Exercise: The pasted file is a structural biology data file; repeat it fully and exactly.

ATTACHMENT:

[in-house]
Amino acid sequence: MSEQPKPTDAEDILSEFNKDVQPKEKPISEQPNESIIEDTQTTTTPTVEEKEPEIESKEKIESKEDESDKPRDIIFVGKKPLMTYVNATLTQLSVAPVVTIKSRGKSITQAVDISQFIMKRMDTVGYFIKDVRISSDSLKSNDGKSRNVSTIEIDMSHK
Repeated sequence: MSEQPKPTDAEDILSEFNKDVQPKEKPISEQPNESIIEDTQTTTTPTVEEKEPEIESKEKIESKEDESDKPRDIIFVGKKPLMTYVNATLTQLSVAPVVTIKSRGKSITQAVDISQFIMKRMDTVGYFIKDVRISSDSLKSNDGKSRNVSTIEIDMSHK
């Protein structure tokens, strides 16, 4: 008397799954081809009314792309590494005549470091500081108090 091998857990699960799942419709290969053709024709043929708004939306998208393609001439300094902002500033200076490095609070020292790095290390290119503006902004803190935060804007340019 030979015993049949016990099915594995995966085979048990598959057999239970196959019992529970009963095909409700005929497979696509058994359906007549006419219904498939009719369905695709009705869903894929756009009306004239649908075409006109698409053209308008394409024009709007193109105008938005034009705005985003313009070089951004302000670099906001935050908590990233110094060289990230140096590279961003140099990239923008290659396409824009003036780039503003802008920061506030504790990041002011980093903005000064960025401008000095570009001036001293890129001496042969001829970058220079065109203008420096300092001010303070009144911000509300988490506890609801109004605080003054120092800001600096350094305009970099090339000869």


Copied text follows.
[in-house]
Amino acid sequence: MSEQPKPTDAEDILSEFNKDVQPKEKPISEQPNESIIEDTQTTTTPTVEEKEPEIESKEKIESKEDESDKPRDIIFVGKKPLMTYVNATLTQLSVAPVVTIKSRGKSITQAVDISQFIMKRMDTVGYFIKDVRISSDSLKSNDGKSRNVSTIEIDMSHK
Repeated sequence: MSEQPKPTDAEDILSEFNKDVQPKEKPISEQPNESIIEDTQTTTTPTVEEKEPEIESKEKIESKEDESDKPRDIIFVGKKPLMTYVNATLTQLSVAPVVTIKSRGKSITQAVDISQFIMKRMDTVGYFIKDVRISSDSLKSNDGKSRNVSTIEIDMSHK
């Protein structure tokens, strides 16, 4: 008397799954081809009314792309590494005549470091500081108090 091998857990699960799942419709290969053709024709043929708004939306998208393609001439300094902002500033200076490095609070020292790095290390290119503006902004803190935060804007340019 030979015993049949016990099915594995995966085979048990598959057999239970196959019992529970009963095909409700005929497979696509058994359906007549006419219904498939009719369905695709009705869903894929756009009306004239649908075409006109698409053209308008394409024009709007193109105008938005034009705005985003313009070089951004302000670099906001935050908590990233110094060289990230140096590279961003140099990239923008290659396409824009003036780039503003802008920061506030504790990041002011980093903005000064960025401008000095570009001036001293890129001496042969001829970058220079065109203008420096300092001010303070009144911000509300988490506890609801109004605080003054120092800001600096350094305009970099090339000869």